Koreatown might be a mainstay in New York City dining (and we’re happy to have it). But even while we get our fill of rice, noodle, and barbecue staples, chefs like Hooni Kim are quietly leading a revolution, bringing Korean food to a higher plane on American culinary shores with bold flavors and an emphasis on the quality of ingredients. It’s quite possible that Kim can transcend the bounds of traditional Korean cuisine because his own upbringing spanned continents, and hemispheres.
Born in Seoul, Korea, Kim lived briefly in London before settling in New York City when he was 10 years old. Kim grew up in New York, but when it came time to attend college, he headed west to the University of California at Berkeley, studying for a medical degree before a nagging passion for food had him drastically changing gears. Inspired to cook for a living, Kim returned to the East Coast to attend the French Culinary Institute.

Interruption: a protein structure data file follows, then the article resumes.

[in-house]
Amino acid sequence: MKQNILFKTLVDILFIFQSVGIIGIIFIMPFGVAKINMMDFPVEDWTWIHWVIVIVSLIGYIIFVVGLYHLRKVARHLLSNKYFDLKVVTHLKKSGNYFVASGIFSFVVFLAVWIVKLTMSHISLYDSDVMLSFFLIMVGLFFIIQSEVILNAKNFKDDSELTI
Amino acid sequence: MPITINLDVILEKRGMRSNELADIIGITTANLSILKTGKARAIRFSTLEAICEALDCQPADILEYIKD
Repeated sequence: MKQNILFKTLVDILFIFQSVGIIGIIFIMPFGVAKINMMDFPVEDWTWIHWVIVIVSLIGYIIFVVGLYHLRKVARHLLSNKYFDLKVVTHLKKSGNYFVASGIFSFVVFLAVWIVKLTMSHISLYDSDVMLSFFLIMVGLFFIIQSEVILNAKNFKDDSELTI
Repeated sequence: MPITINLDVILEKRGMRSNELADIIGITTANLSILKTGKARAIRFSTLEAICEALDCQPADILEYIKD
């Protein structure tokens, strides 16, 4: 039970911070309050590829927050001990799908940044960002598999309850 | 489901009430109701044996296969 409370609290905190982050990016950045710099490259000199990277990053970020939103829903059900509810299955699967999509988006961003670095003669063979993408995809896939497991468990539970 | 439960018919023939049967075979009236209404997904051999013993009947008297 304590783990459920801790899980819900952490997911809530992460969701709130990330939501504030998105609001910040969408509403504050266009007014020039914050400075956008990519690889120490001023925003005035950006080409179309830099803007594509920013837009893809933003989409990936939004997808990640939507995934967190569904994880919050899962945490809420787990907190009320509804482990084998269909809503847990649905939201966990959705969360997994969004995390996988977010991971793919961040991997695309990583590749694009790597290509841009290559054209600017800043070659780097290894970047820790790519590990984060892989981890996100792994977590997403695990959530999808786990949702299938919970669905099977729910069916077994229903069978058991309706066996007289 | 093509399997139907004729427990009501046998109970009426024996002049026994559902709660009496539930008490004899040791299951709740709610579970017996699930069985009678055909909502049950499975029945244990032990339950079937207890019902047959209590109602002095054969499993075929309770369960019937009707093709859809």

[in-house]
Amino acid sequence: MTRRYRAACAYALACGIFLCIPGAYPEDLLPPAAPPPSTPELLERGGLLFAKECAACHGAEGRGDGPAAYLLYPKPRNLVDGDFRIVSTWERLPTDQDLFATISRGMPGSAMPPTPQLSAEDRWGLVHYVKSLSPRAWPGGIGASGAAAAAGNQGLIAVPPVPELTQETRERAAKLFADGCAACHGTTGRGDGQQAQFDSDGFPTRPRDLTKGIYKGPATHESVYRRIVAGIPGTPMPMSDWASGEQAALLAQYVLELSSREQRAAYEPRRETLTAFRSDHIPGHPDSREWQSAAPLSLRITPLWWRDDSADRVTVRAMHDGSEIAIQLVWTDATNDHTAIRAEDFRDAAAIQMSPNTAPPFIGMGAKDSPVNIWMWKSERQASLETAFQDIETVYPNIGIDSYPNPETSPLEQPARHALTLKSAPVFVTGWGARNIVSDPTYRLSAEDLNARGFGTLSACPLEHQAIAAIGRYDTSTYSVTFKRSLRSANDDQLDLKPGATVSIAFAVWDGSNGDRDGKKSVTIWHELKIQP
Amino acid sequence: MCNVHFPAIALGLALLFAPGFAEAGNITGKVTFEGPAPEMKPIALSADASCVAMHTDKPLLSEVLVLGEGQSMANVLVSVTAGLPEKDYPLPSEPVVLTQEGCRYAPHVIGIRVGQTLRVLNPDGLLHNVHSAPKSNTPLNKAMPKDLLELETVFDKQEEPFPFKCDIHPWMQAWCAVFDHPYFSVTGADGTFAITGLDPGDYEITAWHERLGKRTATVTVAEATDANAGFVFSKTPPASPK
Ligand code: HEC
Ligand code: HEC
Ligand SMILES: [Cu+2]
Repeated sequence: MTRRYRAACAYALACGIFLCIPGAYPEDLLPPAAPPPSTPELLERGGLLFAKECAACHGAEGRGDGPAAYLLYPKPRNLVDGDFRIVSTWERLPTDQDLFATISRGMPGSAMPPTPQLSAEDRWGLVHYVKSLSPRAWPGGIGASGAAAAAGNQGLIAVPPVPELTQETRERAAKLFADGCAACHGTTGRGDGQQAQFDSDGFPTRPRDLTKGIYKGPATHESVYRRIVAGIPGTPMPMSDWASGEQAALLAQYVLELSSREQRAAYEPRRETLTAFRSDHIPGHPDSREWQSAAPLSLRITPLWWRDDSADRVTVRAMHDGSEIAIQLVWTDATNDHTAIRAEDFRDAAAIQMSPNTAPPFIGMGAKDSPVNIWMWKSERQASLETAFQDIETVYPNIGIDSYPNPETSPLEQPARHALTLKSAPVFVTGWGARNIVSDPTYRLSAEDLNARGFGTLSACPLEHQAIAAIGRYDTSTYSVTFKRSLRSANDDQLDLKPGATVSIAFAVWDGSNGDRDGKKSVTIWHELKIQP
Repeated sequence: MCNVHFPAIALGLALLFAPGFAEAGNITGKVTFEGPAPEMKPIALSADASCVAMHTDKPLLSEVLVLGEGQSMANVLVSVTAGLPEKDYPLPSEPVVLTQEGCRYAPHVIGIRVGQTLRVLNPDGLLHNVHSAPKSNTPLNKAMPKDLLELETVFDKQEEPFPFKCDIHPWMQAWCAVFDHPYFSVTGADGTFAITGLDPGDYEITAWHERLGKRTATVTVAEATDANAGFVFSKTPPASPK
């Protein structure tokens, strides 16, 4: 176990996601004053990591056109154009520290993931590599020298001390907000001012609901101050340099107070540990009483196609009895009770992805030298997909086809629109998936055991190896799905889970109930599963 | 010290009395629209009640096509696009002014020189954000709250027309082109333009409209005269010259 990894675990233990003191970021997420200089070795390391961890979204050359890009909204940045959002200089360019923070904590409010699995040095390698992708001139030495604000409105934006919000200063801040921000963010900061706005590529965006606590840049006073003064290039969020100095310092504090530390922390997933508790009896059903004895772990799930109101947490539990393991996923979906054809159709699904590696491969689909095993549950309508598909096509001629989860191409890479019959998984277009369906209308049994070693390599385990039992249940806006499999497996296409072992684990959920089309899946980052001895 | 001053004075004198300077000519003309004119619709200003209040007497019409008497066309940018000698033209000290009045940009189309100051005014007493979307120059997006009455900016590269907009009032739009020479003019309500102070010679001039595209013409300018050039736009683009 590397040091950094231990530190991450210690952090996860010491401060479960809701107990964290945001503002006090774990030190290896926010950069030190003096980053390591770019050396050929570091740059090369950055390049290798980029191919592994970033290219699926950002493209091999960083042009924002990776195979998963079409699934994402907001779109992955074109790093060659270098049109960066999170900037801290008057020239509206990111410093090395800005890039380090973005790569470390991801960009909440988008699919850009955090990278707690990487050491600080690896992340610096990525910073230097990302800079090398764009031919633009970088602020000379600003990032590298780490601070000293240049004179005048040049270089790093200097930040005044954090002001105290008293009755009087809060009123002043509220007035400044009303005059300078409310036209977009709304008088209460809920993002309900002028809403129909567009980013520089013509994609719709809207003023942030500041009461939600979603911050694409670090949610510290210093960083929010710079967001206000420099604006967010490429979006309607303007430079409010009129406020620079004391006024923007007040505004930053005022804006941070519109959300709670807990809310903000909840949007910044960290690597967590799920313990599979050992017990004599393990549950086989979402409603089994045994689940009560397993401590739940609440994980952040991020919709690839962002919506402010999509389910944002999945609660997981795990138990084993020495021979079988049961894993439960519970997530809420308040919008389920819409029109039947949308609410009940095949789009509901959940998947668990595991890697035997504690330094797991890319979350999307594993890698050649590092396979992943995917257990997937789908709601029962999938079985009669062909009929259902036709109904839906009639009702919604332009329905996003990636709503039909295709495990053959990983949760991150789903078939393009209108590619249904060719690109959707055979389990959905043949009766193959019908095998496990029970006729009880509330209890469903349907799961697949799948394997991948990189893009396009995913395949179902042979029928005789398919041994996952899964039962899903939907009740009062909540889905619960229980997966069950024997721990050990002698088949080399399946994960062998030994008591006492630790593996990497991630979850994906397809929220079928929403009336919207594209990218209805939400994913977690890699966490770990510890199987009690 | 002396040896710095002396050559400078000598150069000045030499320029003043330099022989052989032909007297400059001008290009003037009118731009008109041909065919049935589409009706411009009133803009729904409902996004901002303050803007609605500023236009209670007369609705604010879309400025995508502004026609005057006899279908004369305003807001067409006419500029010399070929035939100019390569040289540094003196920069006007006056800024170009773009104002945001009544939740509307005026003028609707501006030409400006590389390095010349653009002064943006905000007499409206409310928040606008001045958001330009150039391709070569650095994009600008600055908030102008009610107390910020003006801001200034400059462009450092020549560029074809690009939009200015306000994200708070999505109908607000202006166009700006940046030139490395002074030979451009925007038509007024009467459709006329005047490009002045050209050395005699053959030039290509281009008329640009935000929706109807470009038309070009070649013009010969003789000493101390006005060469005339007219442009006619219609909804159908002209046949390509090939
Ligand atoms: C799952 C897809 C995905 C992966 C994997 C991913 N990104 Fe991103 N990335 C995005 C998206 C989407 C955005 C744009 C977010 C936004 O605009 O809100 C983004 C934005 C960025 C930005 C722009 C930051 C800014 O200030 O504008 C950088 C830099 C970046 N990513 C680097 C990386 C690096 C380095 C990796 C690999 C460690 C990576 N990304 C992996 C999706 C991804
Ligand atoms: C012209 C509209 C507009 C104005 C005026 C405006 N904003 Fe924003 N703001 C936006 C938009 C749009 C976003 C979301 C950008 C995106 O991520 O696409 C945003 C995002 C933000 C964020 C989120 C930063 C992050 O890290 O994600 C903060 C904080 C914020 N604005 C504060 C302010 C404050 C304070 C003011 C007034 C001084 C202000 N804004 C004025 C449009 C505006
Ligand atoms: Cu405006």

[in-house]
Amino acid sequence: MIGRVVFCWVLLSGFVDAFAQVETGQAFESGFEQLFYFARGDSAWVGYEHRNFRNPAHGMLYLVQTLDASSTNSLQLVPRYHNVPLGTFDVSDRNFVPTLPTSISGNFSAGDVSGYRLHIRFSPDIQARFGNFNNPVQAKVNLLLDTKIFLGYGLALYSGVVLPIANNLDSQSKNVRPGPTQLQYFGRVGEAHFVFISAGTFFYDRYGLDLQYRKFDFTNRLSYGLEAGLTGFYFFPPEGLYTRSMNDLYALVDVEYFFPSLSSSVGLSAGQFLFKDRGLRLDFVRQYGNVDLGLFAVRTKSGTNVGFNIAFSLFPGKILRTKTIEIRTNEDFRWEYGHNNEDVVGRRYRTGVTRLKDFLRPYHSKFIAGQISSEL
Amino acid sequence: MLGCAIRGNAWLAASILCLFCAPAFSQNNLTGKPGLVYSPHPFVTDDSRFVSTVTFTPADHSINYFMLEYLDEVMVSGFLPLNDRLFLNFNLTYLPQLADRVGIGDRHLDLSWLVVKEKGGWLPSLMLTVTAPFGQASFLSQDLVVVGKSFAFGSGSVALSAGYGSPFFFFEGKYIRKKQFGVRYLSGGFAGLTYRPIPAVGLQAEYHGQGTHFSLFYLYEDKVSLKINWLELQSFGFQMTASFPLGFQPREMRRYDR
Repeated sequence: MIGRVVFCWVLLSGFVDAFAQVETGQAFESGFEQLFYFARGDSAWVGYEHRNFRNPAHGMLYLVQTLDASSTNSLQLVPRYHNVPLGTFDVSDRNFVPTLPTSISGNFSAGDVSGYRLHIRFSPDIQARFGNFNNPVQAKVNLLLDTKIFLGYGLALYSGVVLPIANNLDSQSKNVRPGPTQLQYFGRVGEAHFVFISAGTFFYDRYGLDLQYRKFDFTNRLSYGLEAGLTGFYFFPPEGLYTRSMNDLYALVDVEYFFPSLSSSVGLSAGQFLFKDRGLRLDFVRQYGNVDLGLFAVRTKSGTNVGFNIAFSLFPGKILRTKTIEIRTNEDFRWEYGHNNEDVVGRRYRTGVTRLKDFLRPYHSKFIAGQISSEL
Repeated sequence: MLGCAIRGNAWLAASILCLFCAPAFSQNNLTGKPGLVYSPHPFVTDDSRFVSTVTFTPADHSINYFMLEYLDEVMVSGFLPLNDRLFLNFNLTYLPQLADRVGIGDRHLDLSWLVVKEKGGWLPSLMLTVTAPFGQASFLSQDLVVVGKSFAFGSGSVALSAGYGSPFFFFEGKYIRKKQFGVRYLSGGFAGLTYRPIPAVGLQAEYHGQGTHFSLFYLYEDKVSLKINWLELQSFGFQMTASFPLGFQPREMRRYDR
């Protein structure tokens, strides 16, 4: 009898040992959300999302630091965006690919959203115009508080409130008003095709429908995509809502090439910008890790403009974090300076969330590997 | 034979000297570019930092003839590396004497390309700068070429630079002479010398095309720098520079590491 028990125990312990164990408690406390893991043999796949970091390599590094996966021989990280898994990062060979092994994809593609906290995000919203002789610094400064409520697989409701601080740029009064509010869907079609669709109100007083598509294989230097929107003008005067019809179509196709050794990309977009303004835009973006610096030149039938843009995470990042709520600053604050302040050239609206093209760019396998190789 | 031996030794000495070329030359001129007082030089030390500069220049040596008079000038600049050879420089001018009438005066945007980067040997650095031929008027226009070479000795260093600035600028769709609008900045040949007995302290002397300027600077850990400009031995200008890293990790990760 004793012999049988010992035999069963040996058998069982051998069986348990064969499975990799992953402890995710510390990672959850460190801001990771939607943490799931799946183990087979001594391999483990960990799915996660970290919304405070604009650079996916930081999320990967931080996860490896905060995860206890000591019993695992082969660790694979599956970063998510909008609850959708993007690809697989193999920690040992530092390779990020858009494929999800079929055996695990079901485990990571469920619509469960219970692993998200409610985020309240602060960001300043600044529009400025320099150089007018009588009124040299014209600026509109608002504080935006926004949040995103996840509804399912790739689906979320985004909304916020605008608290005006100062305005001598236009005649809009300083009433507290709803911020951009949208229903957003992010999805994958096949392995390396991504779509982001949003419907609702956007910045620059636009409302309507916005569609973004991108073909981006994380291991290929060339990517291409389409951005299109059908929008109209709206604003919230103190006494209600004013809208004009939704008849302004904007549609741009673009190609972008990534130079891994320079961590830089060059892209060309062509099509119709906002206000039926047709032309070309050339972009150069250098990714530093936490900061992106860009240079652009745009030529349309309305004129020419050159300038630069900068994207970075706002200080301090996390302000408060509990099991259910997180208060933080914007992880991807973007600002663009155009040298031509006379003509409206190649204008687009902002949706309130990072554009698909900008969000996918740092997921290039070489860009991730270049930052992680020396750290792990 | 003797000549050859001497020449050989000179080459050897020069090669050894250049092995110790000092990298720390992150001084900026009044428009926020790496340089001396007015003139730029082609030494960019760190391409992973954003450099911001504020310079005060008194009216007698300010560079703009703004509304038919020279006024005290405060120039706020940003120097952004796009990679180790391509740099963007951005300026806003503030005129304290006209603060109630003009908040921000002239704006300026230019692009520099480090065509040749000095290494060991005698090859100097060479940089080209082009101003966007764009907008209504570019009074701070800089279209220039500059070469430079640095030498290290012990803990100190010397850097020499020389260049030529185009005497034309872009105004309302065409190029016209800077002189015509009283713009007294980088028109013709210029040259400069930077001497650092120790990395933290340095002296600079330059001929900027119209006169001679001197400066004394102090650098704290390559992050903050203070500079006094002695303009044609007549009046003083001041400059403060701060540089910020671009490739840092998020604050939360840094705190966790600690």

Kim might have proven a capable doctor, but he was certainly a natural chef. He followed up his formal training with post-grad postings at not one, but two Michelin three-star restaurants, Daniel and Masa. With such sure footing in the culinary world, Kim was in the prime position to open Danji, a 36-seat restaurant in the culinary hinterlands of Hell’s Kitchen that brings the small plates’ mentality of the Japanese izakaya or Spanish tapas bar to modern, sophisticated Korean food. (Kim even consigned mixologist Vincent Favella, formerly of The Counting Room, to create a modern Korean-influenced drinks list.) With a four-star rating from New York Magazine and coverage from New York and Korean media, Kim is clearly succeeding for his homeland and hometown, one innovative dish at a time.